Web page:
Infectious Myositis

From MicrobeWiki, the student-edited microbiology resource
Jump to: navigation, search
This is a curated page. Report corrections to Microbewiki.

Overview


By [Chris Santucci]

Infectious Myositis is an infection that can be caused by microbes of all domains. It is characterized by muscle inflammation and usually is seen in voluntary muscle. [1] It is an uncommon infection and is very diverse in the way it can come about. Infectious myositis can result from surgeries in which incisions allow microbes in, wounds that are contaminated, injectable drug needles that are unsterilized, undercooked foods, among other reasons, making it difficult to detect and prevent at first. Immunocompromised individuals are always at risk for myositis. Myositis is not caused by one microbial group, but rather can be caused by a broad range of microbes including bacteria, fungi, viruses, and parasites. The infection can be polymicrobial, but in many cases one organism dominates the infected site. In order to identify the specific microbe responsible, culturing is necessary. This page hopes to express the vast array of infection and treatments associated with the main types of myositis.

To the right is a photograph depicting a patient with myositis of the gastrocnemius (Figure 1). This is a typical case of myositis in voluntary skeletal muscle.

Figure 1. MRI of myositis of the gastrocnemius and multiple abscesses of the posterior compartment caused by community-acquired methicillin-resistant Staphylococcus. [1].


Bacterial Infectious Myositis


Bacteria are the most common domain that can infect muscle leading to myositis from infection according to the literature. Staphylococcus aereus and Streptococcus strains, both gram-positive and typically facultative anaerobes, are the most common bacteria causing agents of myositis and are categorized into their own type of myositis. Some cases of bacterial myositis are polymicrobial, especially when infections are contaminated with soil. In events of bacterial myositis, it is necessary to culture on differential media and use gram staining to determine the bacteria responsible for the infection in order to treat the infection. Pyomyositis, psoas abscess, S. aereus myositis, group A and group B streptococcal myositis, Clostridial gas gangrene, and nonclostridial myositis are the distinctive categories of bacterial myositis. [2]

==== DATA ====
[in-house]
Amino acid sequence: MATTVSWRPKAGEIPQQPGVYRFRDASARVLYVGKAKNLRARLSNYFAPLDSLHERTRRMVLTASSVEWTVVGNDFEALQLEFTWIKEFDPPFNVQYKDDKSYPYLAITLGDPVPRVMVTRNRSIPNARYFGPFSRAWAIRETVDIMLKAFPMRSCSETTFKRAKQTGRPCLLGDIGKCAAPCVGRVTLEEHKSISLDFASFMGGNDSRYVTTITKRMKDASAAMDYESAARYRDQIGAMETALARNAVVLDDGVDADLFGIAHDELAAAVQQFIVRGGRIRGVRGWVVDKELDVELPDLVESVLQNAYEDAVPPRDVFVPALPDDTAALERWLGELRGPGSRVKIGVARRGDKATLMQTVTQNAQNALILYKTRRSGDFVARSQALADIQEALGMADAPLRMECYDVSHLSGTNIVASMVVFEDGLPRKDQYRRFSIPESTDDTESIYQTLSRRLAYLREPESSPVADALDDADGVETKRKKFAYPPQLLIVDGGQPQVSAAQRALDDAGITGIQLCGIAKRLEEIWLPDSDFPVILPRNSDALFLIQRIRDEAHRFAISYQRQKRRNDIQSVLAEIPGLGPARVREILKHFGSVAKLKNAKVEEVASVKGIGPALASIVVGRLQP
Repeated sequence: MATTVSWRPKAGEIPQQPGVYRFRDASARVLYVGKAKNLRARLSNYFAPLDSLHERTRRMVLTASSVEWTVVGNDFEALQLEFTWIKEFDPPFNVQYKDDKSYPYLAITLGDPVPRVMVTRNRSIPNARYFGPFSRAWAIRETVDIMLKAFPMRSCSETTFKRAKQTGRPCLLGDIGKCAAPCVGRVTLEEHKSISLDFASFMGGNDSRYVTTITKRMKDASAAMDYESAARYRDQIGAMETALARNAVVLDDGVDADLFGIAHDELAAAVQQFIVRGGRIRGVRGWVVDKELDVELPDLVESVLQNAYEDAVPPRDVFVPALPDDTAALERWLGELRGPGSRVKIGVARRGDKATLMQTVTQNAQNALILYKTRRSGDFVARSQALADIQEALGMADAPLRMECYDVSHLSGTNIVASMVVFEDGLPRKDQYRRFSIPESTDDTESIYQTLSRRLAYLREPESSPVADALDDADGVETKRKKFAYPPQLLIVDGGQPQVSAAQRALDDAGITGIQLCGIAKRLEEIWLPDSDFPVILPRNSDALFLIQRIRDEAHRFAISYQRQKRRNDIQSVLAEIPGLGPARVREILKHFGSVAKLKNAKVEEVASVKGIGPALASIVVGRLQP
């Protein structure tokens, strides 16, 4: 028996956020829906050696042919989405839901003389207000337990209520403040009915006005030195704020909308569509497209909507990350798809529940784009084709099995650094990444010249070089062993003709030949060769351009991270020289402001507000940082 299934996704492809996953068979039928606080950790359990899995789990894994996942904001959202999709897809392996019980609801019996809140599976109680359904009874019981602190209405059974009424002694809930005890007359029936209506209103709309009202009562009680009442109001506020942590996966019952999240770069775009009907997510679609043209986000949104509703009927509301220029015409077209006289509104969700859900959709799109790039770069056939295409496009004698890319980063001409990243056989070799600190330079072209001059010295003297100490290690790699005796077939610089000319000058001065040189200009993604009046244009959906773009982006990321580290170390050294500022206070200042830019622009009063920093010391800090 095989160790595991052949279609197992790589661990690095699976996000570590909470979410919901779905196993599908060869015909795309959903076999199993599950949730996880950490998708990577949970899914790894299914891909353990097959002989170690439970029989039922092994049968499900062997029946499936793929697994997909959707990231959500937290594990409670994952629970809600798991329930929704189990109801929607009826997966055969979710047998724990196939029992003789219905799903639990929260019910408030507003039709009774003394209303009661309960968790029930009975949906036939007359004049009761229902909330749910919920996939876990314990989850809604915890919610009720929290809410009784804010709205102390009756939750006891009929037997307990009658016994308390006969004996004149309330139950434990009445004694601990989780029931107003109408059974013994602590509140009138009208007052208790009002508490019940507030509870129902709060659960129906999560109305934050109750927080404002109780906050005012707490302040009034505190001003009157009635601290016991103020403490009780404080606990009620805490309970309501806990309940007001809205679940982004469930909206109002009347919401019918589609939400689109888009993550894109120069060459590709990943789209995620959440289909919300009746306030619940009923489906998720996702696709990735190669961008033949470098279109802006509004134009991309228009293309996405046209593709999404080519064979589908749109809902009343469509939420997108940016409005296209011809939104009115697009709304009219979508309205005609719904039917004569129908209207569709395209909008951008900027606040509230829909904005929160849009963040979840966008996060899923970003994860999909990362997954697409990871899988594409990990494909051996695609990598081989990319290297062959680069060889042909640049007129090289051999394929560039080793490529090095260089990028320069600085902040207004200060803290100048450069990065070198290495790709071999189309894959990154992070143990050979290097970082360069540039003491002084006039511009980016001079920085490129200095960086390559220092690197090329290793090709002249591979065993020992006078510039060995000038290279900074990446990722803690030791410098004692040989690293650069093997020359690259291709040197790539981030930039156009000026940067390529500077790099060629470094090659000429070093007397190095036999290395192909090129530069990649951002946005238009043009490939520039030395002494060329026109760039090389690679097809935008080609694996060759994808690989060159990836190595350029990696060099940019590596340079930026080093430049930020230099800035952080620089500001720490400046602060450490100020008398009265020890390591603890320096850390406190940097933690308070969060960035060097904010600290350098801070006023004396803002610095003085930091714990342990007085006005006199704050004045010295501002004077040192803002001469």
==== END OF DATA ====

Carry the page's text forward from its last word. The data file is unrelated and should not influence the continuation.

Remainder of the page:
Pyomyositis

Pyomyositis, also known as tropical myositis because it is found often in tropical climates, is a bacterial infection due to hematogenous spread (spread through the blood stream) mainly caused by Staphylococcus aereus that is only present in one muscle group. [3]. This infection is often seen in children, but not always. [4] In fact, it can be found in people of all ages and is becoming more prevalent in the United States in the past 40 years. [5]